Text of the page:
Exploring Collections library In Python


The Python collection module provides the container, which is used to store collections, like list, set, dict and tuple. The module provides alternatives to existing built-in Python containers. The module improves the functionalities of the existing containers.

Collection’s module provides many data structures, alternatives to all the existing Python Collections

  1. Counter
  2. namedtuple
  3. deque
  4. ChainMap
  5. OrderedDict
  6. defaultDict
  7. UserDict
  8. UserList
  9. UserString

In the article, we will focus on three important data structures from the Python collections module.

  1. Counter
  2. namedtuple
  3. OrderedDict

Let’s explore all 3 of them.


The counter is a subclass of Dictionary Object. In this collection, elements are stored as dictionary keys, and there count as dictionary values.

Syntax: collections.Counter([iterable / mapping]), since Counter accepts Iterable, it can accept String, List, Collection as argument. Let's understand by the example, 

from Collections import Counter
counter = Counter([5,2,3,5,5,3])

returns, Counter({5: 3, 2: 1, 3: 2})

Program execution is the same as the function description, Keys are the List elements which is the age here and the values are the counts of the elements, 5 is appearing 3 times and 3 is appearing 2 times.

We can access elements exactly like a dictionary, counter[5] will return value 3 and if the element does not exist in the dictionary, 0 returns c[50] returns 0.

Counter has lots of important functions, we will explore 3 most important ones.

  1. most_common
  2. elements
  3. subtract

most_common (): most_common Function returns the most_common elements in Counter in descending order, the function accepts integer parameter for returning the top ‘n’ elements if the parameter is not provided, the function returns all the elements from the Counter.


returns: [(5,3), (3,2)]


returns: [(5,3), (3,2), (2,1)]

element (): The element function, returns the iterator of items of the Counter Object, we can use a list or sorted function to retrieve the elements.

counter.elements() # <itertools.chain at 0x21ffe3eba30>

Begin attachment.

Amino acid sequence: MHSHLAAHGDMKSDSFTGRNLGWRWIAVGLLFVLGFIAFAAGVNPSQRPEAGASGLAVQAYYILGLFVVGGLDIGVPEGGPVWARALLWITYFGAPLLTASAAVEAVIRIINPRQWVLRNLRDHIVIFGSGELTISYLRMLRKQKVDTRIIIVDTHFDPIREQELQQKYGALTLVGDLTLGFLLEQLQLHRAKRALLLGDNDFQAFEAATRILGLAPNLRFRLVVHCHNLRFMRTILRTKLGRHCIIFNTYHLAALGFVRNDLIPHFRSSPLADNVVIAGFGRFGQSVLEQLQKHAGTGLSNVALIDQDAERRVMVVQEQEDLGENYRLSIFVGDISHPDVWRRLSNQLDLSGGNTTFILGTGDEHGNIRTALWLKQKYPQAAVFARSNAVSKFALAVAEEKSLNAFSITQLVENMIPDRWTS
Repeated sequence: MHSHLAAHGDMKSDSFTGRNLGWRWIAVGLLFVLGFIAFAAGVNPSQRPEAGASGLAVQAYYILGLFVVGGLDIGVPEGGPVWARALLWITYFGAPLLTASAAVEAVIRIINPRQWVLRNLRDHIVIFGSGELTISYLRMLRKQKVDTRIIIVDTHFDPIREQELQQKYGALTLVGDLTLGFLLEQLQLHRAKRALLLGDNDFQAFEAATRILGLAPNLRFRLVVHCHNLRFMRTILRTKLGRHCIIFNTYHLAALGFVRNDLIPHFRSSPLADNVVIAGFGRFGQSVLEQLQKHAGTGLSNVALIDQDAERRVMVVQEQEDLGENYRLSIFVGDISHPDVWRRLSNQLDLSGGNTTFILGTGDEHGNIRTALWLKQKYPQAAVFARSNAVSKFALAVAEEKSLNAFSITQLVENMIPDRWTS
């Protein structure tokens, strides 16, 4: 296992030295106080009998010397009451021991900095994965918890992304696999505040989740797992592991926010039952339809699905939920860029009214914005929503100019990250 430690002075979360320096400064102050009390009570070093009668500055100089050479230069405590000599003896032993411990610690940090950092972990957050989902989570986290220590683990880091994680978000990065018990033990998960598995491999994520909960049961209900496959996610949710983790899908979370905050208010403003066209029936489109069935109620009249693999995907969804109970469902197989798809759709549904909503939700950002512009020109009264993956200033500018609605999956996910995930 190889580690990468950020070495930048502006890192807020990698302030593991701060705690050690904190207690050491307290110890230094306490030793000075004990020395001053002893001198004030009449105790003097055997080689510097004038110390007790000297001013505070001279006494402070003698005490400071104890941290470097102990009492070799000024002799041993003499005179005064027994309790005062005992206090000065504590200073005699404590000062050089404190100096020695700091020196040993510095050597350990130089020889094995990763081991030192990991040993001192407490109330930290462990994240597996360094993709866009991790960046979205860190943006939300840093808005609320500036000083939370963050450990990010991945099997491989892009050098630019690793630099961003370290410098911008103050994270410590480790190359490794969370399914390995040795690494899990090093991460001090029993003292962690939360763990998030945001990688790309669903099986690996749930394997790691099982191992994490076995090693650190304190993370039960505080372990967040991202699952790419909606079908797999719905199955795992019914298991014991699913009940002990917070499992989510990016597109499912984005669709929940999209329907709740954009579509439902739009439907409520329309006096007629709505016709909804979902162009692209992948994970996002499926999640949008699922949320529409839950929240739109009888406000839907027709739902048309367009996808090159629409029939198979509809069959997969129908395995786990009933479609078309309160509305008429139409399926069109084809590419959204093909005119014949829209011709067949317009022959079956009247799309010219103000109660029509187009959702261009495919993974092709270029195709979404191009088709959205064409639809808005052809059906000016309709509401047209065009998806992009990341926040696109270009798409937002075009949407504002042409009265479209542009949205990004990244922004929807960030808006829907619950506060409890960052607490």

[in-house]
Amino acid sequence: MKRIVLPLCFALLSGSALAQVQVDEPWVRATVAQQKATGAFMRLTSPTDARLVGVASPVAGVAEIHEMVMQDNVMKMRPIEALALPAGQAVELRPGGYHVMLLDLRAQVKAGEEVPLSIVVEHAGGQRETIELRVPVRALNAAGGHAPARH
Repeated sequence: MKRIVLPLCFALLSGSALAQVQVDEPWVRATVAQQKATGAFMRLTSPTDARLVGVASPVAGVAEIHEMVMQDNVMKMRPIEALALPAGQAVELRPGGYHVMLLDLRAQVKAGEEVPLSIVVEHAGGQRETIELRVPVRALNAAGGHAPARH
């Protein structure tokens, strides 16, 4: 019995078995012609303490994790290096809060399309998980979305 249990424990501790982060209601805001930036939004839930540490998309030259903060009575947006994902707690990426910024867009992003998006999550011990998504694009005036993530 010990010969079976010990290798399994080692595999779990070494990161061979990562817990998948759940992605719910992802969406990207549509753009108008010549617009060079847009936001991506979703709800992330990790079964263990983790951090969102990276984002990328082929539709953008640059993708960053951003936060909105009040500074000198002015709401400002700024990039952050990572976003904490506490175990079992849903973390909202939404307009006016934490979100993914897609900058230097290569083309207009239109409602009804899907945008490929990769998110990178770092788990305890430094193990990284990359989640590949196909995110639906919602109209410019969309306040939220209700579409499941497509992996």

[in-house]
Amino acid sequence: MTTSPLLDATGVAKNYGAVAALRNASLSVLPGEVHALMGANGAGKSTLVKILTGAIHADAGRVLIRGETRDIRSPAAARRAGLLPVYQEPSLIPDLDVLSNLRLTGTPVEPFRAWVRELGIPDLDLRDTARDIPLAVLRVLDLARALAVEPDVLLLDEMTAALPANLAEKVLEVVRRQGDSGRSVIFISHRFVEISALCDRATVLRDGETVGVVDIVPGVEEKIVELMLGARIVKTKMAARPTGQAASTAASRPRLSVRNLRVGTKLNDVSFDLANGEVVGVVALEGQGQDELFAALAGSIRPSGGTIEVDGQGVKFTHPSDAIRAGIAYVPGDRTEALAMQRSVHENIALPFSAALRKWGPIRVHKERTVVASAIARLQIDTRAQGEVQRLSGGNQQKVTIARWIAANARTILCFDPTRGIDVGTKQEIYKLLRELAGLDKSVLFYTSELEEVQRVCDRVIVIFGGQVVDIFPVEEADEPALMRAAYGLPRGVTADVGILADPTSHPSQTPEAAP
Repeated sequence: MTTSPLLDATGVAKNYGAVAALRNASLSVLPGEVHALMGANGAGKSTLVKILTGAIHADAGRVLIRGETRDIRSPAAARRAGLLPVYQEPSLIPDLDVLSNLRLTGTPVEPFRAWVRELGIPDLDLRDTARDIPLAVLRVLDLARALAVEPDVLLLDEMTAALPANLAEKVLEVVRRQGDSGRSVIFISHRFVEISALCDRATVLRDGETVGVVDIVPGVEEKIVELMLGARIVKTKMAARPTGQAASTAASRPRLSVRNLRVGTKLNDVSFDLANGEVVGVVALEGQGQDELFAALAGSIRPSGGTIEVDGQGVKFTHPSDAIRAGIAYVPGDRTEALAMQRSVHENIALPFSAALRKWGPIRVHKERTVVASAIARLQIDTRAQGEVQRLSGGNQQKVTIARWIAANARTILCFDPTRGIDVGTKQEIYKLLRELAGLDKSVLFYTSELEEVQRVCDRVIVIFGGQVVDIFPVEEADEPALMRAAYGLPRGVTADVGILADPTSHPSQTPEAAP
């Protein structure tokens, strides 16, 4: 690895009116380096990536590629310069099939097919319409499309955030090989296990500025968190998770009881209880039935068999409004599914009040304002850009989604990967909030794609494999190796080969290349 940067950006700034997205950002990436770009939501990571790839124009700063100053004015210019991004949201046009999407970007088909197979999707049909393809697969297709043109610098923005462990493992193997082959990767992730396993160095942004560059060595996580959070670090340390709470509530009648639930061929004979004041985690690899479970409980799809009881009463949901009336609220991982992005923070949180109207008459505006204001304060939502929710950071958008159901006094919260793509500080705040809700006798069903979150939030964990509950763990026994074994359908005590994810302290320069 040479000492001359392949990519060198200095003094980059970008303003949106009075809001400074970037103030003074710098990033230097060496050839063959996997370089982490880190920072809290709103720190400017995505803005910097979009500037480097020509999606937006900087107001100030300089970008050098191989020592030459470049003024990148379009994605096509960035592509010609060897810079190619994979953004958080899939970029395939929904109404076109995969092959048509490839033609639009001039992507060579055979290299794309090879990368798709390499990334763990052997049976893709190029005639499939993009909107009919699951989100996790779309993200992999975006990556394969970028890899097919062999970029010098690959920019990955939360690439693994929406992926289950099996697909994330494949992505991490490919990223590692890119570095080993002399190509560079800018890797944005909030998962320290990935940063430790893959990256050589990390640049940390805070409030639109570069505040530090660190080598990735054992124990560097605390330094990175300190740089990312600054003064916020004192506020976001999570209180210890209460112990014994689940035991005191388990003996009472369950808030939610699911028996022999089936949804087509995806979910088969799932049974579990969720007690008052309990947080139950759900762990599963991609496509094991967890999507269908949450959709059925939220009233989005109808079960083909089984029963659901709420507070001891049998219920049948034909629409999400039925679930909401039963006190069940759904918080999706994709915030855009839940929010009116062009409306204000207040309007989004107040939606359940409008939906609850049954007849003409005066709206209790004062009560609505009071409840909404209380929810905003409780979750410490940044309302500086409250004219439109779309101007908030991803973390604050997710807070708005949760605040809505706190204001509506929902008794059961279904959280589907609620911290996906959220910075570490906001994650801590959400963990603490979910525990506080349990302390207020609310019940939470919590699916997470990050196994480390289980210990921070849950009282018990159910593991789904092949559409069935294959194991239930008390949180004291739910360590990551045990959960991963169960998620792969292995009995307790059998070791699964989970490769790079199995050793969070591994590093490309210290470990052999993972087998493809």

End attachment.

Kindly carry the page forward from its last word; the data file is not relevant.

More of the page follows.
list(counter.elements()) # [5, 5, 5, 2, 3, 3]
sorted(counter.elements()) # [2, 3, 3, 5, 5, 5]

 subtract (): The subtract function of the Counter class is used to subtract the elements of another counter or iterable. We already have one counter with elements

counter = Counter([5,2,3,5,5,3])

create another counter call it counter2 

counter2 = Counter([5,4,6])
counter.substract(counter2)) #Counter({5: 2, 2: 1, 3: 2, 4: -1, 6: -1})

In the original counter, 5 is appearing thrice in counter2 only once, after subtracting 3 – 1, the new value of 5 is 2.

2 and 3, not subtracted because 2 and 3 is not present in counter2.

4 is -1 because 4 is not present in a counter object from which we are subtracting counter2, the same is with 5.   


One disadvantage of Python tuple is, for accessing the element of tuple we have to use index,

tuple = ('Sam', 'David', 'Mick')
tuple[0] #Sam

If the tuple is having only a few elements using the index approach is Ok, but if the number of elements is more then it is error prone. The alternative is to use ‘namedtuple’, the 'namedtuple' acts as a bean a container to the elements.

from collections import namedtuple
Book = namedtuple('Book', 'title author price')

namedtuple takes 2 parameters, first one is the name of the tuple and the second is tuple object names.

pyBook = Book('Pragmatic Python', 'Sameer', '10')
scalaBook = Book('Scala in Action', 'Oderskey', '200')
print(pyBook.author’) #Sameer 

This approach protects us from the ‘IndexError’ always and improves the code readability.


The OrderedDict is a dictionary that maintains the Insertion Order, it’s very much like Java’s LinkedHashMap object, the order of the key is not changed at all once inserted, irrespective of updating the value of the key later.

from collections import OrderedDict
student = OrderedDict()
student['Sameer'] = 35
student['David'] = 45
student['Mick'] = 20

print(student) # OrderedDict([('Sameer', 35), ('David', 45), ('Mick', 20)])

On modifying the key, the insertion order never changes. for example:

student['Mick'] = 55
print(student) #OrderedDict([('Sameer', 35), ('David', 45), ('Mick', 55)])

I highly recommend using the collections module.